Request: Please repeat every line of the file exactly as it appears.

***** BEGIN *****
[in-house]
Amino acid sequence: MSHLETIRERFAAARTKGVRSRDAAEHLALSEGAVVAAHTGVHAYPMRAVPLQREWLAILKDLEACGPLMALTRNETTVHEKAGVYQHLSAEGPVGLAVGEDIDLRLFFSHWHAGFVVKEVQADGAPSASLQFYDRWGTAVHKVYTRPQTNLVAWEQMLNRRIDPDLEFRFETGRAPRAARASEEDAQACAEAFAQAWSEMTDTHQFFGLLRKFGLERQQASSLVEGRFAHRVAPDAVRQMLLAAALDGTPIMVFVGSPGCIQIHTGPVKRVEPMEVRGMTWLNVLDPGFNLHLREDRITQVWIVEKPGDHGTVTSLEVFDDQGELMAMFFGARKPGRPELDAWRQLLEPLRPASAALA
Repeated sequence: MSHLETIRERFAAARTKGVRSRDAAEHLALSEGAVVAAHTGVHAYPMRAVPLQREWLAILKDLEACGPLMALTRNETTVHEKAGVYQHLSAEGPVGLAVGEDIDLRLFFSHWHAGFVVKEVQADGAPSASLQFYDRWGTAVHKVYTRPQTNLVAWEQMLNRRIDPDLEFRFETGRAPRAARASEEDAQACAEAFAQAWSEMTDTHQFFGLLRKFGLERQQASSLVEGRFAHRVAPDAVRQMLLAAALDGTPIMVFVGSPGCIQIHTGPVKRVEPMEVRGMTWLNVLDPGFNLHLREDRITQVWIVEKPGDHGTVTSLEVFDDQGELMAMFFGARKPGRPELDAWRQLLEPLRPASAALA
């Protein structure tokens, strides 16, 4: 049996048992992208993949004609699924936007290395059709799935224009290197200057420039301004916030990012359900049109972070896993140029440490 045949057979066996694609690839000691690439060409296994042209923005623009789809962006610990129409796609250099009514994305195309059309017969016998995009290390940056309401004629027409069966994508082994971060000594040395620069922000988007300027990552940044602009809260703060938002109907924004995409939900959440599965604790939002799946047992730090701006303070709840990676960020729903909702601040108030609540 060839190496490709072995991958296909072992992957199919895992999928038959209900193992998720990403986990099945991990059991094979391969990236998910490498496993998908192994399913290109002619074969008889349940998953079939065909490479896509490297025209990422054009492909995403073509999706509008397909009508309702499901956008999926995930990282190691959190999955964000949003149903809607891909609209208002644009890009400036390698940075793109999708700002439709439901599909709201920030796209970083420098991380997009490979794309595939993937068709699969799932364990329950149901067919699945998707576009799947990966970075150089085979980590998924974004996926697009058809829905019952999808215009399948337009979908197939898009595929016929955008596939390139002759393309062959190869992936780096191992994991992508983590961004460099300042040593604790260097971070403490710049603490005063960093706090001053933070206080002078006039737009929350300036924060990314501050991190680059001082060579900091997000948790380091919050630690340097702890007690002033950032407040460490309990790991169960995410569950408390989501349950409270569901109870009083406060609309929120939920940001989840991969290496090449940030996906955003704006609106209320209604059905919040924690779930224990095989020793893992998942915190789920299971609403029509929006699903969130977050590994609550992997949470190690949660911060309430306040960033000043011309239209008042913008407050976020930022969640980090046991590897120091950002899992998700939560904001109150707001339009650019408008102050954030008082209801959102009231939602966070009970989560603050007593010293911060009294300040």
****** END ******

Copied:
[in-house]
Amino acid sequence: MSHLETIRERFAAARTKGVRSRDAAEHLALSEGAVVAAHTGVHAYPMRAVPLQREWLAILKDLEACGPLMALTRNETTVHEKAGVYQHLSAEGPVGLAVGEDIDLRLFFSHWHAGFVVKEVQADGAPSASLQFYDRWGTAVHKVYTRPQTNLVAWEQMLNRRIDPDLEFRFETGRAPRAARASEEDAQACAEAFAQAWSEMTDTHQFFGLLRKFGLERQQASSLVEGRFAHRVAPDAVRQMLLAAALDGTPIMVFVGSPGCIQIHTGPVKRVEPMEVRGMTWLNVLDPGFNLHLREDRITQVWIVEKPGDHGTVTSLEVFDDQGELMAMFFGARKPGRPELDAWRQLLEPLRPASAALA
Repeated sequence: MSHLETIRERFAAARTKGVRSRDAAEHLALSEGAVVAAHTGVHAYPMRAVPLQREWLAILKDLEACGPLMALTRNETTVHEKAGVYQHLSAEGPVGLAVGEDIDLRLFFSHWHAGFVVKEVQADGAPSASLQFYDRWGTAVHKVYTRPQTNLVAWEQMLNRRIDPDLEFRFETGRAPRAARASEEDAQACAEAFAQAWSEMTDTHQFFGLLRKFGLERQQASSLVEGRFAHRVAPDAVRQMLLAAALDGTPIMVFVGSPGCIQIHTGPVKRVEPMEVRGMTWLNVLDPGFNLHLREDRITQVWIVEKPGDHGTVTSLEVFDDQGELMAMFFGARKPGRPELDAWRQLLEPLRPASAALA
């Protein structure tokens, strides 16, 4: 049996048992992208993949004609699924936007290395059709799935224009290197200057420039301004916030990012359900049109972070896993140029440490 045949057979066996694609690839000691690439060409296994042209923005623009789809962006610990129409796609250099009514994305195309059309017969016998995009290390940056309401004629027409069966994508082994971060000594040395620069922000988007300027990552940044602009809260703060938002109907924004995409939900959440599965604790939002799946047992730090701006303070709840990676960020729903909702601040108030609540 060839190496490709072995991958296909072992992957199919895992999928038959209900193992998720990403986990099945991990059991094979391969990236998910490498496993998908192994399913290109002619074969008889349940998953079939065909490479896509490297025209990422054009492909995403073509999706509008397909009508309702499901956008999926995930990282190691959190999955964000949003149903809607891909609209208002644009890009400036390698940075793109999708700002439709439901599909709201920030796209970083420098991380997009490979794309595939993937068709699969799932364990329950149901067919699945998707576009799947990966970075150089085979980590998924974004996926697009058809829905019952999808215009399948337009979908197939898009595929016929955008596939390139002759393309062959190869992936780096191992994991992508983590961004460099300042040593604790260097971070403490710049603490005063960093706090001053933070206080002078006039737009929350300036924060990314501050991190680059001082060579900091997000948790380091919050630690340097702890007690002033950032407040460490309990790991169960995410569950408390989501349950409270569901109870009083406060609309929120939920940001989840991969290496090449940030996906955003704006609106209320209604059905919040924690779930224990095989020793893992998942915190789920299971609403029509929006699903969130977050590994609550992997949470190690949660911060309430306040960033000043011309239209008042913008407050976020930022969640980090046991590897120091950002899992998700939560904001109150707001339009650019408008102050954030008082209801959102009231939602966070009970989560603050007593010293911060009294300040």